Page N1.1 . 22 August 2001                     
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    Architects Seek Diversity

    by Aphrodite Knoop

    A mere one percent of registered architects in the United States are African Americans; a number that has remained unchanged for over 30 years. The profession is losing tremendous potential and an untapped market.

    This was the conclusion of participants at a meeting of the American Institute of Architects (AIA) and the National Organization of Minority Architects (NOMA). The AIA/NOMA summit was held August 1, 2001 at the AIA headquarters in Washington, D.C.

    According to AIA President John Anderson, FAIA, now is the time to increase these low numbers. "If we want the architecture profession to flourish in the 21st century," he said, "we must nurture our diversity so that we remain relevant to our increasingly diverse clients."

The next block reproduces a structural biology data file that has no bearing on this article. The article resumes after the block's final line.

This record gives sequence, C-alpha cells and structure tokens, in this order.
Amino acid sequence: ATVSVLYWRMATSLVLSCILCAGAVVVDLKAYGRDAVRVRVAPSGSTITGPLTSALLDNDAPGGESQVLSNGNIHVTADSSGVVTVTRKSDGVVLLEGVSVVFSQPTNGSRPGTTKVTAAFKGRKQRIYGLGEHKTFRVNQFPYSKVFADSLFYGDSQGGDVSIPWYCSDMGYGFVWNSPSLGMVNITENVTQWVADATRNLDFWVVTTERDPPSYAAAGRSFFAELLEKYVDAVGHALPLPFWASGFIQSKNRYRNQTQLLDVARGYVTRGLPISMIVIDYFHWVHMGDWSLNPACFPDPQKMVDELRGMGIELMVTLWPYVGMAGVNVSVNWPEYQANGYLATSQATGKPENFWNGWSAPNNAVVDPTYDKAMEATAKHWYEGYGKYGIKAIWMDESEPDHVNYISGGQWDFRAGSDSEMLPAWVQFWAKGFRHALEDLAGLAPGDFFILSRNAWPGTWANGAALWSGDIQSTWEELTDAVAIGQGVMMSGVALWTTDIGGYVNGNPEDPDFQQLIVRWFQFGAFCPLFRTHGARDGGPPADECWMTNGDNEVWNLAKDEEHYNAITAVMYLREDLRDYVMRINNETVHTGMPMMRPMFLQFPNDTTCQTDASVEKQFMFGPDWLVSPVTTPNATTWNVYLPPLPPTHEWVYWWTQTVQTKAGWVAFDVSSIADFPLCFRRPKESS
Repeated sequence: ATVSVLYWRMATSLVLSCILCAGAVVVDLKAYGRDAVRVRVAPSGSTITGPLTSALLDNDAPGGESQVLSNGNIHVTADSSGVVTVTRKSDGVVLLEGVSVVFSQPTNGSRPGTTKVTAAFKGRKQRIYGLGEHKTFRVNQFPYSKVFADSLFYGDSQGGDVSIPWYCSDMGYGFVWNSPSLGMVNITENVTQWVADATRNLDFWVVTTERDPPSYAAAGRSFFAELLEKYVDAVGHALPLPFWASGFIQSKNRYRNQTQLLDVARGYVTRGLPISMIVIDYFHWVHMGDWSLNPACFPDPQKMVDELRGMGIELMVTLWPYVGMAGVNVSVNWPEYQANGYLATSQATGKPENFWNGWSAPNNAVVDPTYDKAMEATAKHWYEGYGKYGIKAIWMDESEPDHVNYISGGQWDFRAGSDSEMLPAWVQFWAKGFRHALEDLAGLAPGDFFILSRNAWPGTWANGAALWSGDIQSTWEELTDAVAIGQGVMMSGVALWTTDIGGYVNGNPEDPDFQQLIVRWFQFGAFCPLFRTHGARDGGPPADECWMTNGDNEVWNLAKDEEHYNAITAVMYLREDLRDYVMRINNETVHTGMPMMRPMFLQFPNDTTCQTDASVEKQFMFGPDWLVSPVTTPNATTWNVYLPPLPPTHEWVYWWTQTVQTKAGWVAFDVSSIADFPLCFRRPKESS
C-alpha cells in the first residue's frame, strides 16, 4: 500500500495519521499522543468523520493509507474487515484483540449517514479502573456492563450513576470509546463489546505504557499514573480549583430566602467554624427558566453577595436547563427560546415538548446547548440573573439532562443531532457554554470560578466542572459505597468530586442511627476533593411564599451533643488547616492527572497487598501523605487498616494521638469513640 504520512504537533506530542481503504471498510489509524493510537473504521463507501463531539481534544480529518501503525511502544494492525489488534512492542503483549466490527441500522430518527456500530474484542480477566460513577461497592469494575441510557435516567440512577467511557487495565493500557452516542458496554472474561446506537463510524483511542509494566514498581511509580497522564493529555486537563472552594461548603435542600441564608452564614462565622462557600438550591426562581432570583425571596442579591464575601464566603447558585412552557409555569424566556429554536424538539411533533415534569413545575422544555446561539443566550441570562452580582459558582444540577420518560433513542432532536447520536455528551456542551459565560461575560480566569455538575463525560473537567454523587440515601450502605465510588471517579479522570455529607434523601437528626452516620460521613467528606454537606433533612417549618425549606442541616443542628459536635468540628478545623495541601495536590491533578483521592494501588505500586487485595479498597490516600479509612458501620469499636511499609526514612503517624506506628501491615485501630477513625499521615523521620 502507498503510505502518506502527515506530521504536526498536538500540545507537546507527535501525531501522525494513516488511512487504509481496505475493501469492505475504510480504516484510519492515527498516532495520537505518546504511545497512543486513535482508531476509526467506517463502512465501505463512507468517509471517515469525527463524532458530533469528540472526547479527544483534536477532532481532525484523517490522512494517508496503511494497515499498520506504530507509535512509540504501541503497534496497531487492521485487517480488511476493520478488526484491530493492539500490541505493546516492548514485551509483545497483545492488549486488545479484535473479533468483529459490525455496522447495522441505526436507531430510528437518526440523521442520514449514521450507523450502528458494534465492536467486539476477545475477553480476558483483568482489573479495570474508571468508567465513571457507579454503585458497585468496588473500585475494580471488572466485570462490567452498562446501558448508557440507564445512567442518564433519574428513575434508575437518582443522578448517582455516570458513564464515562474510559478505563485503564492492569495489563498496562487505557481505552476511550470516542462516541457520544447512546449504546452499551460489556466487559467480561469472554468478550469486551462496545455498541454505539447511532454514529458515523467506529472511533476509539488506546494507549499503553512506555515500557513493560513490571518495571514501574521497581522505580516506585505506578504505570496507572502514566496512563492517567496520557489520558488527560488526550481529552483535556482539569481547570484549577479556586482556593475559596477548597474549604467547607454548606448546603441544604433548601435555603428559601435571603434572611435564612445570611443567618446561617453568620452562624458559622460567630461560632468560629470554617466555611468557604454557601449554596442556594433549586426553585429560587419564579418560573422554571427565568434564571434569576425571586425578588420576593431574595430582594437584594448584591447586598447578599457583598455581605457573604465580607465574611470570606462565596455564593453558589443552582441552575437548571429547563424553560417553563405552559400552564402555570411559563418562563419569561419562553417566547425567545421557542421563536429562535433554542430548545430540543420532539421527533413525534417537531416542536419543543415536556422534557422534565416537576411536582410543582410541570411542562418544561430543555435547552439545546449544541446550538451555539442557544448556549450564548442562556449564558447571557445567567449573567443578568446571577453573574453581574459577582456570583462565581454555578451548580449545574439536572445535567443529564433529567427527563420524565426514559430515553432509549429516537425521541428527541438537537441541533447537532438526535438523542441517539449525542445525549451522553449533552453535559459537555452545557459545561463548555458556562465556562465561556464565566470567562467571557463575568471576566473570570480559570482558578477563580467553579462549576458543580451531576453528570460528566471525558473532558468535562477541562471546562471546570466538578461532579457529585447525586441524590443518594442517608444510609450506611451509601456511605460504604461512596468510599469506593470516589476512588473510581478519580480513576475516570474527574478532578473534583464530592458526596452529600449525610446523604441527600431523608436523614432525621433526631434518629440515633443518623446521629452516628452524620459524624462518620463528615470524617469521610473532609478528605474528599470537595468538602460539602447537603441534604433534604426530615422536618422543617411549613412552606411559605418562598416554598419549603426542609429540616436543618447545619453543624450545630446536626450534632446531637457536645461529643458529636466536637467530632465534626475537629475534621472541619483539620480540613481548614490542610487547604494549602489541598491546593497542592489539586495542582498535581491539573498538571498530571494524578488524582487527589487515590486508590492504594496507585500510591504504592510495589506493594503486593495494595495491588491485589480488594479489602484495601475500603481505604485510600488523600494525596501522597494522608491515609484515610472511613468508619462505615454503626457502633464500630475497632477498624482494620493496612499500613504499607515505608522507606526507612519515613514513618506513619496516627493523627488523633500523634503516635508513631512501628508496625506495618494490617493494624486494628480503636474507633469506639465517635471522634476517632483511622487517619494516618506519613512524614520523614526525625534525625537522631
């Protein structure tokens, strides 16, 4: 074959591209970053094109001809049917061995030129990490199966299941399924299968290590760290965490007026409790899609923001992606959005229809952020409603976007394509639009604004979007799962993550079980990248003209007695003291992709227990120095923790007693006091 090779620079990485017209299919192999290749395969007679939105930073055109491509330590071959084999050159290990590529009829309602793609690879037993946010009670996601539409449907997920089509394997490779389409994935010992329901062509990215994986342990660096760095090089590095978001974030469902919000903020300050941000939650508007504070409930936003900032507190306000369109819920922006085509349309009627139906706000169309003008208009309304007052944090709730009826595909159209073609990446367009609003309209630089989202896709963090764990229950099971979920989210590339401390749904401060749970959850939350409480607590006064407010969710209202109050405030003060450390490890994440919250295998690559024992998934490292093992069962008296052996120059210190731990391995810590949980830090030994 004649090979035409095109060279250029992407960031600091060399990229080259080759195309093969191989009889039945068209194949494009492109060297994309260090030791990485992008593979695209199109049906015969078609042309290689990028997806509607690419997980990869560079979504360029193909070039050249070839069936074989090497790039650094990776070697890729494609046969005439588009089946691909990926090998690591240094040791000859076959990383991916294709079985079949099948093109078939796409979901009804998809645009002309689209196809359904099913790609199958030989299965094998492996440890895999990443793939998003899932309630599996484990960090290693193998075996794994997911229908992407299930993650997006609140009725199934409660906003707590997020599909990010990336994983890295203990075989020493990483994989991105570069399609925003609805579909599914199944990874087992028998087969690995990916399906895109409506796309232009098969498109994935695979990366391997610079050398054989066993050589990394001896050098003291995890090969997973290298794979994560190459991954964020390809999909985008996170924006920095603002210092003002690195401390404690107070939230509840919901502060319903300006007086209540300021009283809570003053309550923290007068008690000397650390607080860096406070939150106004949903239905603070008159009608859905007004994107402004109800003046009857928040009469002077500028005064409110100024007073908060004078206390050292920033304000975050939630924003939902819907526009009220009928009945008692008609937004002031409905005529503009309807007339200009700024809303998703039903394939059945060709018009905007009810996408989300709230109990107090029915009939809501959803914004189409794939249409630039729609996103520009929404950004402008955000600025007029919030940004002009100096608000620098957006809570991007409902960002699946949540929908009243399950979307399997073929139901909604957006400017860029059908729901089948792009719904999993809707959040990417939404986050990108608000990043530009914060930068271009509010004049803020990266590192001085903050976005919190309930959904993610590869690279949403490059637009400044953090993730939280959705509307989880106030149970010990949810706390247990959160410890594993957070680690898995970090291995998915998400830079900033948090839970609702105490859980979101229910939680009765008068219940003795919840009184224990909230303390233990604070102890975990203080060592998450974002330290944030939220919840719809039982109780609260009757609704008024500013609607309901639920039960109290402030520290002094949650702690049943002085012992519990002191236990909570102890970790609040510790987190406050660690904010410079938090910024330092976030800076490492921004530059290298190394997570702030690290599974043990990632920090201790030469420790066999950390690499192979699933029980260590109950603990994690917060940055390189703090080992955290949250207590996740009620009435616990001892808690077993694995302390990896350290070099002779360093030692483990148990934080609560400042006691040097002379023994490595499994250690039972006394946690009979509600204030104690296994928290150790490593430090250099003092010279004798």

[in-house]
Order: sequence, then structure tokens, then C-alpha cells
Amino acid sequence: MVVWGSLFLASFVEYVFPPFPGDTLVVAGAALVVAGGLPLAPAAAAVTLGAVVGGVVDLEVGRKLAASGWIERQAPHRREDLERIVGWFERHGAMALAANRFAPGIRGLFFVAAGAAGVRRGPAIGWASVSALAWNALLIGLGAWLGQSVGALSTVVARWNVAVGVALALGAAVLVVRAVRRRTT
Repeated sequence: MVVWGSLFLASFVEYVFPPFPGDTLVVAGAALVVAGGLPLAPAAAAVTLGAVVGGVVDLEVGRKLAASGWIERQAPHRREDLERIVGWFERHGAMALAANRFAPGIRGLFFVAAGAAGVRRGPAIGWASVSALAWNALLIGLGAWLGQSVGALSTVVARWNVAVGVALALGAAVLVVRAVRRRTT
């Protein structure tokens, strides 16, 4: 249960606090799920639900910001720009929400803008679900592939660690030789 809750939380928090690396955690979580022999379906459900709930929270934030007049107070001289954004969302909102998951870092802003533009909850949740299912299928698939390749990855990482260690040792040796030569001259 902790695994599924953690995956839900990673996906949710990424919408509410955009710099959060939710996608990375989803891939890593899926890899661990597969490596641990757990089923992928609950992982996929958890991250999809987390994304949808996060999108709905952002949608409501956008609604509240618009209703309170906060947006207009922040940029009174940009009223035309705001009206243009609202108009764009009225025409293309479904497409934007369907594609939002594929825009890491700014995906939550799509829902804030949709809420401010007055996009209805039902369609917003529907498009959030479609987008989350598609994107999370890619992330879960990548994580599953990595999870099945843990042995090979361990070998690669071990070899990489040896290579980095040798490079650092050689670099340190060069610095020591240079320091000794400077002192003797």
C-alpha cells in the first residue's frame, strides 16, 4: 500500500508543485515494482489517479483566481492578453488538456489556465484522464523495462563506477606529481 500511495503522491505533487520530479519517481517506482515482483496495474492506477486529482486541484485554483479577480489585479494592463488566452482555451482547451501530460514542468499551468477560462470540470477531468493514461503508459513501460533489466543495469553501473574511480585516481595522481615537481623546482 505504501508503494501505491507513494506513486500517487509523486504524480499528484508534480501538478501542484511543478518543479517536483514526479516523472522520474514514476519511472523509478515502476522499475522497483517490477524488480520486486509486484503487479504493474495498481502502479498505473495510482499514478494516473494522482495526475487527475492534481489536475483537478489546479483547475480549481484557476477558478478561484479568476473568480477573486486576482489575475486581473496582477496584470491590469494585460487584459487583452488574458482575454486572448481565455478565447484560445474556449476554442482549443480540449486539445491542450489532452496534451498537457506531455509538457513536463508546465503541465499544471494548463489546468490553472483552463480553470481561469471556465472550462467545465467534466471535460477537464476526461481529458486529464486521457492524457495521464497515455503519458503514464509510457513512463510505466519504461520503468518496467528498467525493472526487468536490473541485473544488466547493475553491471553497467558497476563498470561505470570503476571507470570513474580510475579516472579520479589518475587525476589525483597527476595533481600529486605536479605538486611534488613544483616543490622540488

It was in this spirit of diversity that Anderson and Paul Taylor, NOMA, AIA, of African Heritage Architecture, Inc. invited a select group of influential people leaders, educators, activists, and practitioners to participate in the summit.

    Why should the AIA and the profession at large deal with this problem? Melvin L. Mitchell, FAIA, said it best: "Black America, with a gross national product equal to the tenth largest economy on earth, is woefully under-served architecturally. A new type of entrepreneur-architect is required to provide that service."

    Mitchell is the author of the soon-to-be-released book, The Crisis of the African-American Architect: Conflicting Cultures of Architecture and (Black) Power. "The raw talent is out there. It simply needs to be presented with the possibility that architecture is the way to go," Anderson said.

     

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    ArchWeek Photo

    Einhorn Yaffee Prescott (EYP) has designed many multicultural projects including several for Gallaudet University, a world leader higher education for the deaf and hard-of-hearing.
    Photo: Michael Dersin

    ArchWeek Photo

    Key Elementary School by EYP is the first school in the District of Columbia Public School System's modernization program. EYP was also involved in the development of the school system's new design guidelines.
    Image: Einhorn Yaffee Prescott

     

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